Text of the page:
Playing to a packed house on open-mic night at Lumpkin's BBQ on Raymond Road, the four members of The Blues Eruption jam organically as one unit. Stephen "Stevie J" Johnson nods coolly to his bandmates, who ease into a funk shuffle from the song's original hard, driving blues groove. Drummer Tim Henderson locks the band into a tight pocket with his beat, dropping an extra bass-drum kick behind the steady crack of the snare drum.
While Stevie J lovingly backs up the melody with rhythmic jazz chords, keyboard player Steve Lewis smiles as the band members all glance at him, his fingers suddenly dancing on the higher notes of the piano while his left hand hammers the three-chord pattern. The band, now fully honed in on this lone funk pattern, drops out for one measure at the cue of Stevie J's raised fist. Bassist Anthony Rimmer fills the empty space by slapping out a flashy lick before the band jumps back in.
Stevie J and The Blues Eruption have been playing together for the past five years, merging their blues, funk, soul, jazz and gospel influences into a refreshingly energetic, refined sound. Singer and lead guitarist Stevie J, 36, is a native Jacksonian and a preacher's son. He says the first time he touched a guitar was at age 10.
"The bass player that played at my dad's church, I picked his bass up one night when he didn't come to church, and I broke a string," Stevie J says. "I put his bass in the case, and didn't even say nothing. Then Sunday morning when he got to church, he was like, 'Stevie! You been at my bass?'"
A tall, bulky character who laughs easily and plays passionately, Stevie J says his musical career began when he boarded The Williams Brothers' tour bus the day after he graduated high school. He's since played professionally for 20 years with several contemporary blues figures like Susan Tedeschi, Ronnie Baker Brooks, Kenny Wayne Shepherd and Michael Burks. He says he was most awed while playing with some French bluesmen at the Cognac Blues Passions Festival in France with Bobby Rush.
"They sounded like they were from Clarksdale, Mississippi," Stevie J recalls. "We just had to start playing, and they caught it by ear, man, and we was jamming and playing this blues, man ... and when I went to talk to them, they couldn't speak English! And I was like, 'But you were just talking about your baby!'"
Stevie J gathered members of The Blues Eruption by chance. When other musicians had to cancel a gig at the 930 Blues Cafe at the last minute, he called on Lewis, Henderson and Rimmerhis friends in the local music scene.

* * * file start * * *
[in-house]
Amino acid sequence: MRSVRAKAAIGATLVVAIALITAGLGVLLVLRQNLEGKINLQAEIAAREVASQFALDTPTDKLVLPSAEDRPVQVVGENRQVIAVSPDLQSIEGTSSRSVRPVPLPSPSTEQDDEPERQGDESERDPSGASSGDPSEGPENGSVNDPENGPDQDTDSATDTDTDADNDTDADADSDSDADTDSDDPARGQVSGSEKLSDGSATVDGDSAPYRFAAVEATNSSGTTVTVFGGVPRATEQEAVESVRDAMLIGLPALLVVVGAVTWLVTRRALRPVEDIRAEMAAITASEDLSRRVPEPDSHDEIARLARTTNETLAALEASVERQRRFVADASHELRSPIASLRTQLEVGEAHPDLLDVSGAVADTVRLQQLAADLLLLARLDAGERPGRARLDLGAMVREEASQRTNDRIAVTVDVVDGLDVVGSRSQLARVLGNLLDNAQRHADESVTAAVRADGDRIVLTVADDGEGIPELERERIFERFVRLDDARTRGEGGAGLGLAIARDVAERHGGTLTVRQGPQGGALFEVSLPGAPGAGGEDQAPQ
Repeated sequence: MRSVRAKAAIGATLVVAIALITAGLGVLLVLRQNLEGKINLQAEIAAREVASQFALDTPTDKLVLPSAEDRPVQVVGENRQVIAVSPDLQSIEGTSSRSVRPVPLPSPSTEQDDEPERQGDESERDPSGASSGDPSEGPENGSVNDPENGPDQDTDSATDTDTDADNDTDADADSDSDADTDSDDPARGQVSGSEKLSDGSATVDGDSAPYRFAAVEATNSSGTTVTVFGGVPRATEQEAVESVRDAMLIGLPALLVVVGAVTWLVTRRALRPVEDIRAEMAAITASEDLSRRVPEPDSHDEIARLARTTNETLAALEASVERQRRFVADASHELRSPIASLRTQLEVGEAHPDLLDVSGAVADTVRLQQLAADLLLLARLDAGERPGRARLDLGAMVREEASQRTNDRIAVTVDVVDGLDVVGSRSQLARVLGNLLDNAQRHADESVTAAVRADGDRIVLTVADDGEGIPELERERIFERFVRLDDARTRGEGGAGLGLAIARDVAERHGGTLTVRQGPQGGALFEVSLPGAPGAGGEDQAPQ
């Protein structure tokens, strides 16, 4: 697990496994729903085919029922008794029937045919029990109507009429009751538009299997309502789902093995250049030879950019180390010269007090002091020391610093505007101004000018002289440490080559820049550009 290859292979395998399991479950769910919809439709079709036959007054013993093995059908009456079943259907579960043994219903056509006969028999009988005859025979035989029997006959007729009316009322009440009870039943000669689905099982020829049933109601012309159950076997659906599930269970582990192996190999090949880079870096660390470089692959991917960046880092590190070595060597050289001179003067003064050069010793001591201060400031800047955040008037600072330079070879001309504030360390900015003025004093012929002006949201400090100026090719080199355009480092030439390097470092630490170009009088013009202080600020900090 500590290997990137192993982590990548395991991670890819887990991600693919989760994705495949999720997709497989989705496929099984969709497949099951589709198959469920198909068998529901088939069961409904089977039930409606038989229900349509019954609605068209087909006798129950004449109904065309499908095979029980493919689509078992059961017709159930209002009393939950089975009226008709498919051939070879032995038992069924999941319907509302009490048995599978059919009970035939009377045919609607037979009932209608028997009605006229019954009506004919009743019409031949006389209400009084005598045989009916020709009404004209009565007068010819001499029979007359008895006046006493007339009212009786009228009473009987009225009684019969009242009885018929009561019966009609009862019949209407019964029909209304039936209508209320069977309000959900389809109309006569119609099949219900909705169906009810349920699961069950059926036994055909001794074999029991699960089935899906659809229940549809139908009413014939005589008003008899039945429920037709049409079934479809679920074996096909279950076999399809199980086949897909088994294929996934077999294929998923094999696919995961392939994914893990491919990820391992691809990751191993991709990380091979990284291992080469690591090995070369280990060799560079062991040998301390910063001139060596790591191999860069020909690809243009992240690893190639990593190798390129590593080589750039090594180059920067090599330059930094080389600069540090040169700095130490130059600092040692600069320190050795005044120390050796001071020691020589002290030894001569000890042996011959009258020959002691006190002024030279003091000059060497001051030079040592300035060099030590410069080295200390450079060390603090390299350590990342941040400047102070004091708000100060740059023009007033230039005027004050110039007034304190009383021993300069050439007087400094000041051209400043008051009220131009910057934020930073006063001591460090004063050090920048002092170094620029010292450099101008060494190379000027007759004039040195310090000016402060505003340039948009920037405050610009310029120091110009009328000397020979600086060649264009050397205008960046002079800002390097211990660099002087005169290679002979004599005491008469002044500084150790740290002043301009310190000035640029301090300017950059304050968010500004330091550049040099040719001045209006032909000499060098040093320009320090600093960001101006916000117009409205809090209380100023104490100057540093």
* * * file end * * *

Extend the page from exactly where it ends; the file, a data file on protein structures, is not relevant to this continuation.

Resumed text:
"They bailed me out. And from there, it just came on," Stevie J says.
The singer and guitarist says he remembers fondly The Blues Eruption's first years in the local scene, where the musicians bonded with each other as they played week-long gigs at unorthodox venues.
"We was staying in houses and trailer parks, you know what I'm saying, just together as a band." Stevie J says, laughing. "Doing a lot of dirt. You know what I'm saying? We got real, real, real cool. You know. We got really cool."
Now, Stevie J and The Blues Eruption can be seen the first Tuesday of each month at Lumpkin's BBQ, hosting what Stevie J refers to as "open mic/open bandstand night." The band plays a short set starting at 8:30 p.m., and then lets local amateur musicians, poets and singers take the stage. Stevie J says all performers need a stage and an audience in order to develop their craft.
"Anything you do as a trade, you have to get good at it, you know, before you can become a professional," Stevie J says. "There's a lot of talent in Jackson. There's a lot of places to expose talent. But this is my blues jam. The whole idea is to expose talent here that wouldn't otherwise get heard, you know? It's a voice for talent that may not have a steady gig."
For today's rising musicians in Jackson, Stevie J just has one piece of advice.
"Do like Eminem says. Lose yourself in it the moment you're on it," he says. "Lose yourself in it. Get wrapped up in it. Make it yours, you know?"
Stevie' J's latest album is a southern soul and blues combination, "Two Sides of a Man." Listen to his music at steviejblues.com. In addition to open-mic night at Lumpkin's BBQ on the first Tuesday of every month, the band also plays at Cafe 101 on Farish and South Sreet the following Tuesdays starting at 8:30 p.m.